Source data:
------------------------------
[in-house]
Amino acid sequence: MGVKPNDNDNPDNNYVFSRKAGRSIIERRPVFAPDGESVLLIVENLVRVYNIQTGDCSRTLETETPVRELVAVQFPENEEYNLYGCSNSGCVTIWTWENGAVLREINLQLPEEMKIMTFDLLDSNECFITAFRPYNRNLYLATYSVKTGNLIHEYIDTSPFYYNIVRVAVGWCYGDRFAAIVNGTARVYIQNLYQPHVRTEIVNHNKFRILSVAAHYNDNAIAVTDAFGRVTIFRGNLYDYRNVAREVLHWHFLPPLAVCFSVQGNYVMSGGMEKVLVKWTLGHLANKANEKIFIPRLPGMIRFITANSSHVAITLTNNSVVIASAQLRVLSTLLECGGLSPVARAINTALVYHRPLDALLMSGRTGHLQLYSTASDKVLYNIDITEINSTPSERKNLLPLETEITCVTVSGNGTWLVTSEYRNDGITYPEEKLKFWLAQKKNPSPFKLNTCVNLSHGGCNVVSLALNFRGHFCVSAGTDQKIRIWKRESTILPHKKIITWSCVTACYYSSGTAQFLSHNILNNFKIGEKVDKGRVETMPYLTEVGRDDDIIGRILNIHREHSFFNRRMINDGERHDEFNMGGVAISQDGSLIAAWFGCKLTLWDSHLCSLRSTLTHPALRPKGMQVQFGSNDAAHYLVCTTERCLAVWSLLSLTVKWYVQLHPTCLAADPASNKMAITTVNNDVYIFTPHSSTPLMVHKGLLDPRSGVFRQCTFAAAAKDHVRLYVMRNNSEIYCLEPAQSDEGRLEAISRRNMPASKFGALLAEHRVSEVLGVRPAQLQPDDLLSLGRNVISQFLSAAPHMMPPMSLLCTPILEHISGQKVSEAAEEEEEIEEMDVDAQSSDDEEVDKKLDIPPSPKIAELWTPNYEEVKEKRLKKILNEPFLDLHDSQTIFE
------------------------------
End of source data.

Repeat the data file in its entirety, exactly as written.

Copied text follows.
[in-house]
Amino acid sequence: MGVKPNDNDNPDNNYVFSRKAGRSIIERRPVFAPDGESVLLIVENLVRVYNIQTGDCSRTLETETPVRELVAVQFPENEEYNLYGCSNSGCVTIWTWENGAVLREINLQLPEEMKIMTFDLLDSNECFITAFRPYNRNLYLATYSVKTGNLIHEYIDTSPFYYNIVRVAVGWCYGDRFAAIVNGTARVYIQNLYQPHVRTEIVNHNKFRILSVAAHYNDNAIAVTDAFGRVTIFRGNLYDYRNVAREVLHWHFLPPLAVCFSVQGNYVMSGGMEKVLVKWTLGHLANKANEKIFIPRLPGMIRFITANSSHVAITLTNNSVVIASAQLRVLSTLLECGGLSPVARAINTALVYHRPLDALLMSGRTGHLQLYSTASDKVLYNIDITEINSTPSERKNLLPLETEITCVTVSGNGTWLVTSEYRNDGITYPEEKLKFWLAQKKNPSPFKLNTCVNLSHGGCNVVSLALNFRGHFCVSAGTDQKIRIWKRESTILPHKKIITWSCVTACYYSSGTAQFLSHNILNNFKIGEKVDKGRVETMPYLTEVGRDDDIIGRILNIHREHSFFNRRMINDGERHDEFNMGGVAISQDGSLIAAWFGCKLTLWDSHLCSLRSTLTHPALRPKGMQVQFGSNDAAHYLVCTTERCLAVWSLLSLTVKWYVQLHPTCLAADPASNKMAITTVNNDVYIFTPHSSTPLMVHKGLLDPRSGVFRQCTFAAAAKDHVRLYVMRNNSEIYCLEPAQSDEGRLEAISRRNMPASKFGALLAEHRVSEVLGVRPAQLQPDDLLSLGRNVISQFLSAAPHMMPPMSLLCTPILEHISGQKVSEAAEEEEEIEEMDVDAQSSDDEEVDKKLDIPPSPKIAELWTPNYEEVKEKRLKKILNEPFLDLHDSQTIFE